Harrington, who is 59, is best known for the success his unassuming, conservative play has brought him, as well as making him a favorite among those who appreciate strategy in poker.
His mind constantly working, the Boston native was playing poker long before its current wave of popularity. A chess champion growing up, he also excelled at backgammon and won state championships in both.
He parlayed his skill at numbers and strategy into winning the World Series of Poker in 1995, and ended up in third and fourth place in 2003 and 2004, respectively. He is currently ranked the 14th player in the world and has won over $3.5 million in poker alone.
Not bad for a guy who estimates he spends only about a third of his time playing, as he also founded Anchor Loans, a Santa Monica-based mortgage company.
“I’m not on the circuit as much as the other players are,” he said.
No longer the sole domain of cigar-toting men with a gambling habit to support, today’s poker players are increasingly becoming superstars in their own right. They have agents, entourages and make paid appearances.
Dan Harrington is not immune to the attention, but has taken it in stride.
“I liked it at first,” he said, “but now it’s hard, when you see people who know you and you don’t know who they are.”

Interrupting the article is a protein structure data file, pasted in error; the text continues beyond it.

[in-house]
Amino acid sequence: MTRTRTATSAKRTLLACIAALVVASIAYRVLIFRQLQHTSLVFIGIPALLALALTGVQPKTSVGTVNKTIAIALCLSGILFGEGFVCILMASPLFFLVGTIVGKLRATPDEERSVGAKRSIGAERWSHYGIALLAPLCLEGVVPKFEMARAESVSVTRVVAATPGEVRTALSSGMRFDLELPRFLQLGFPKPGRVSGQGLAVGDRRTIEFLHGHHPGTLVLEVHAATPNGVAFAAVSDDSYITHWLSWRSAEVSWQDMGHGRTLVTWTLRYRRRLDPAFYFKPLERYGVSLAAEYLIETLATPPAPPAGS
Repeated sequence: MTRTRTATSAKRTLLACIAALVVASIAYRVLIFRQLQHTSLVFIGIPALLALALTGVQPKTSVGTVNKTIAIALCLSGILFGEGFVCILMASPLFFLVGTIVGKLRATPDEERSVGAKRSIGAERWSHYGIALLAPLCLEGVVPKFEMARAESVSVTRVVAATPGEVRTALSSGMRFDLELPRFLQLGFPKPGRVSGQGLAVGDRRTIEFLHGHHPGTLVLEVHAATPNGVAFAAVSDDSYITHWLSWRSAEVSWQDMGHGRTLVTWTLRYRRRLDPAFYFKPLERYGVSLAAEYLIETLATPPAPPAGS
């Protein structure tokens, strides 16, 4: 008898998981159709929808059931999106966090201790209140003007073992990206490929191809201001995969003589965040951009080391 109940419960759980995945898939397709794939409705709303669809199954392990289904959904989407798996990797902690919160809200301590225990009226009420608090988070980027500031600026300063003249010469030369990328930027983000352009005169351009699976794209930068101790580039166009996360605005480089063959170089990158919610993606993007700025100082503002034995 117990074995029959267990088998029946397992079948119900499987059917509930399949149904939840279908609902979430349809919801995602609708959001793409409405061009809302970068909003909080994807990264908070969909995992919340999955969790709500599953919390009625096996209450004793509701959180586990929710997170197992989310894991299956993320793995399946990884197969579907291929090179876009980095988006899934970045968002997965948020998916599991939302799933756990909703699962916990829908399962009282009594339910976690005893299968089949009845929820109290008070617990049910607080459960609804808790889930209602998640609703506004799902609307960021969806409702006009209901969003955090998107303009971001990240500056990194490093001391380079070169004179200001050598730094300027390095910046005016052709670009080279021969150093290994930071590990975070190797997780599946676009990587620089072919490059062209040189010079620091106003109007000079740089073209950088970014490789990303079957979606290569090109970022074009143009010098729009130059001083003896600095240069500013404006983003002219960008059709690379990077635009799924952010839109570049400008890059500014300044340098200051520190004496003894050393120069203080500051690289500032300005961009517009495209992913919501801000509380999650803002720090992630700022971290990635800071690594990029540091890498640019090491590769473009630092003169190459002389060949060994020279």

As a student at Boston’s Suffolk University, Harrington played poker with Bill Gates and Paul Allen, students from the Ivy League school the river over.
He is currently in the process of writing the next volumes of his book, “Harrington on Hold ‘Em: Expert Strategy for No-Limit Tournaments.” It was written with the help of author and friend of over 40 years, Bill Robertie.
“He’s good at everything I’m not,” Harrington said, laughing. “He’s organized, and a good writer.”
The first volume is currently perched in the top 100 on Amazon.com’s sales rankings, and has been lauded as the “true” poker bible.
Harrington said Hold ‘Em is a game that one can always learn more about.
“Most people think its see and play,” he said. “But it’s a lot to do with the powers of observation, along with some grammar school math,” he said. “That’s all it is. It’s a skill-based game.”
Harrington is pleased by the surge in popularity Hold ’em has experienced, and credits it to a combination of the right things at the right time, such as televised tournaments that show what cards the players have.
“Television shares with the viewing audience what’s going on,” he said. “People can put themselves in the player’s shoes. If you watch golf, there is no way you know what Tiger Woods is thinking, and you can’t play along with him.”
Technology, in addition poker’s synergy with other popular mediums, “had a mushroom effect. Viewers can identify with the players.”
“People see the cards on television,” he continued. “They think, ‘Hey, I would have called there.'”
With origins in Ireland, the Harrington stock is clearly a successful one. Harrington’s cousins Joey and Padraig have made their mark on the sporting world. Joey Harrington is the starting quarterback for the NFL’s Detroit Lions, and Irish golfer Padraig Harrington is currently ranked eighth in the world.
Harrington has never spoken to either of them, but has heard from family that Padraig is the grandson of one of his father’s siblings. Padraig and Joey have met and confirmed their relation, so it seems that the three are indeed one big happy, if extended, family.
While he may have relatives lighting up the sports world, Harrington’s heart belongs to his home team, easily seen by the flat-brimmed green Red Sox cap that has become his trademark at the poker table.